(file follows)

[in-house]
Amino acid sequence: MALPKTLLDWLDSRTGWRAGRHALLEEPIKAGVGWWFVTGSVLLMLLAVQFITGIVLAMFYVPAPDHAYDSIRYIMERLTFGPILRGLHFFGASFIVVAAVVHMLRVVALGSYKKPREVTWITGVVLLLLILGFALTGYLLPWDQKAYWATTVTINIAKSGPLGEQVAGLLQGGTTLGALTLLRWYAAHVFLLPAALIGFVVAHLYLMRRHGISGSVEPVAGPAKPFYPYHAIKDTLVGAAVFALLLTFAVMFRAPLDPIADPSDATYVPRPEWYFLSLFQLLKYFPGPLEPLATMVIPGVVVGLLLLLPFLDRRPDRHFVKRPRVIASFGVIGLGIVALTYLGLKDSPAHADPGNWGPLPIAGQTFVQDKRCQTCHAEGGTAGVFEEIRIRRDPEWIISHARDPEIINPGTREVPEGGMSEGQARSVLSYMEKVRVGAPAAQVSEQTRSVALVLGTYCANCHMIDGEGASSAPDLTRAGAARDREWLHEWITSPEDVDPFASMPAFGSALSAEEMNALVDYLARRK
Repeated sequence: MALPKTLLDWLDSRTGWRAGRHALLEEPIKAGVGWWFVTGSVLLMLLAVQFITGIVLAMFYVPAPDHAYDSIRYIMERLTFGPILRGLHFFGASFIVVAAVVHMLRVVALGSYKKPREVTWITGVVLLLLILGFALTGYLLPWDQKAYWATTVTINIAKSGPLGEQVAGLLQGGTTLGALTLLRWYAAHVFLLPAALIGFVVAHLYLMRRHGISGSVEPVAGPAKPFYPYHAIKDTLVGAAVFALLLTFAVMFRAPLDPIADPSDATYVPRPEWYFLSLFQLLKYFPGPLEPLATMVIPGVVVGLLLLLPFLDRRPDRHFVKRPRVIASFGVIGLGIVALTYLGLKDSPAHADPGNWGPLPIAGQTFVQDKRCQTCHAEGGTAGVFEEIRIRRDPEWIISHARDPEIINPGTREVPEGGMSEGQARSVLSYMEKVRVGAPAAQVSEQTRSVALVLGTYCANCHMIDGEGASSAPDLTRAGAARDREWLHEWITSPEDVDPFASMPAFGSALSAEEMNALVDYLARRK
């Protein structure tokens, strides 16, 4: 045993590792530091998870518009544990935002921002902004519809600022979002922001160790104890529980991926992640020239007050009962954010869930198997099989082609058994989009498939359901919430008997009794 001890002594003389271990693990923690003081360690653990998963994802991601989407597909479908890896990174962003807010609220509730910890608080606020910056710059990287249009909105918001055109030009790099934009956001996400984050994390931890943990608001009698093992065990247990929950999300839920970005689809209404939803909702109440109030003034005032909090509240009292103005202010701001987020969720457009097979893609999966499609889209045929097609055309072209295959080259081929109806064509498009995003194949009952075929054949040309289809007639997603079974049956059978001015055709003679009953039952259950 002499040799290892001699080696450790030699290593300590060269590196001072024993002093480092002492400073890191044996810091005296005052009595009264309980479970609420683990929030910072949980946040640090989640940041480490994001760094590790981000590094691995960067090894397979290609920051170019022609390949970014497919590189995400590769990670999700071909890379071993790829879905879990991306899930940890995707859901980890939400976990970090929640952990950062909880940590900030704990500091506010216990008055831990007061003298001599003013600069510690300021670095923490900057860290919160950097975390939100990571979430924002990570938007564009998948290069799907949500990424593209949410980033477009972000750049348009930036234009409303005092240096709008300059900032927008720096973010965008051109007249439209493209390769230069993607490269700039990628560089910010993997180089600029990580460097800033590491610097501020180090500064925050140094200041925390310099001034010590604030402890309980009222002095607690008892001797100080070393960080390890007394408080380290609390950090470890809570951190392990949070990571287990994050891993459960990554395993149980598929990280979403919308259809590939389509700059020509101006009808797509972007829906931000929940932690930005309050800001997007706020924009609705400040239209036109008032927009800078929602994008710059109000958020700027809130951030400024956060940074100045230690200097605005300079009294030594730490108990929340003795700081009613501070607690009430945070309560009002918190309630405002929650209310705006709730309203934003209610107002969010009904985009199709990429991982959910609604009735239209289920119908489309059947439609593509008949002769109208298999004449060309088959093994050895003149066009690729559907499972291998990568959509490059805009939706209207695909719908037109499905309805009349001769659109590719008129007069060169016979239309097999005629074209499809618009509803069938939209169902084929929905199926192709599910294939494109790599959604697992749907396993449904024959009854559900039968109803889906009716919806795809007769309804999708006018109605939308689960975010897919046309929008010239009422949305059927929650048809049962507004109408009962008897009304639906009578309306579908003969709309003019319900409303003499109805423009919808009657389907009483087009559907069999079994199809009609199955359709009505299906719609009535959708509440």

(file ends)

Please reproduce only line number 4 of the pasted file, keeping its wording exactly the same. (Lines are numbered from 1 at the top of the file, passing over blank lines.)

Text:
């Protein structure tokens, strides 16, 4: 045993590792530091998870518009544990935002921002902004519809600022979002922001160790104890529980991926992640020239007050009962954010869930198997099989082609058994989009498939359901919430008997009794 001890002594003389271990693990923690003081360690653990998963994802991601989407597909479908890896990174962003807010609220509730910890608080606020910056710059990287249009909105918001055109030009790099934009956001996400984050994390931890943990608001009698093992065990247990929950999300839920970005689809209404939803909702109440109030003034005032909090509240009292103005202010701001987020969720457009097979893609999966499609889209045929097609055309072209295959080259081929109806064509498009995003194949009952075929054949040309289809007639997603079974049956059978001015055709003679009953039952259950 002499040799290892001699080696450790030699290593300590060269590196001072024993002093480092002492400073890191044996810091005296005052009595009264309980479970609420683990929030910072949980946040640090989640940041480490994001760094590790981000590094691995960067090894397979290609920051170019022609390949970014497919590189995400590769990670999700071909890379071993790829879905879990991306899930940890995707859901980890939400976990970090929640952990950062909880940590900030704990500091506010216990008055831990007061003298001599003013600069510690300021670095923490900057860290919160950097975390939100990571979430924002990570938007564009998948290069799907949500990424593209949410980033477009972000750049348009930036234009409303005092240096709008300059900032927008720096973010965008051109007249439209493209390769230069993607490269700039990628560089910010993997180089600029990580460097800033590491610097501020180090500064925050140094200041925390310099001034010590604030402890309980009222002095607690008892001797100080070393960080390890007394408080380290609390950090470890809570951190392990949070990571287990994050891993459960990554395993149980598929990280979403919308259809590939389509700059020509101006009808797509972007829906931000929940932690930005309050800001997007706020924009609705400040239209036109008032927009800078929602994008710059109000958020700027809130951030400024956060940074100045230690200097605005300079009294030594730490108990929340003795700081009613501070607690009430945070309560009002918190309630405002929650209310705006709730309203934003209610107002969010009904985009199709990429991982959910609604009735239209289920119908489309059947439609593509008949002769109208298999004449060309088959093994050895003149066009690729559907499972291998990568959509490059805009939706209207695909719908037109499905309805009349001769659109590719008129007069060169016979239309097999005629074209499809618009509803069938939209169902084929929905199926192709599910294939494109790599959604697992749907396993449904024959009854559900039968109803889906009716919806795809007769309804999708006018109605939308689960975010897919046309929008010239009422949305059927929650048809049962507004109408009962008897009304639906009578309306579908003969709309003019319900409303003499109805423009919808009657389907009483087009559907069999079994199809009609199955359709009505299906719609009535959708509440």